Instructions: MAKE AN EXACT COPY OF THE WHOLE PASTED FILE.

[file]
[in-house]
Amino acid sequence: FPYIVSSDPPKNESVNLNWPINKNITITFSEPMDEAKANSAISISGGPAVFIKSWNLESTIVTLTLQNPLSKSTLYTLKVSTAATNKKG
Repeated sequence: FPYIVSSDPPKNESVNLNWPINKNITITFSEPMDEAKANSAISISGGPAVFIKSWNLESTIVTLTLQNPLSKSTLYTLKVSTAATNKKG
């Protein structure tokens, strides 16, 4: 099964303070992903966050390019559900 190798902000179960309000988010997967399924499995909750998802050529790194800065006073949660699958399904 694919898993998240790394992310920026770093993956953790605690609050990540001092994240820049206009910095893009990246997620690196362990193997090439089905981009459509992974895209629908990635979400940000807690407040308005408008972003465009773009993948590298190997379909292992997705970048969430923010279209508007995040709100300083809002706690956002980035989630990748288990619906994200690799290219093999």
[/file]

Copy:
[in-house]
Amino acid sequence: FPYIVSSDPPKNESVNLNWPINKNITITFSEPMDEAKANSAISISGGPAVFIKSWNLESTIVTLTLQNPLSKSTLYTLKVSTAATNKKG
Repeated sequence: FPYIVSSDPPKNESVNLNWPINKNITITFSEPMDEAKANSAISISGGPAVFIKSWNLESTIVTLTLQNPLSKSTLYTLKVSTAATNKKG
């Protein structure tokens, strides 16, 4: 099964303070992903966050390019559900 190798902000179960309000988010997967399924499995909750998802050529790194800065006073949660699958399904 694919898993998240790394992310920026770093993956953790605690609050990540001092994240820049206009910095893009990246997620690196362990193997090439089905981009459509992974895209629908990635979400940000807690407040308005408008972003465009773009993948590298190997379909292992997705970048969430923010279209508007995040709100300083809002706690956002980035989630990748288990619906994200690799290219093999």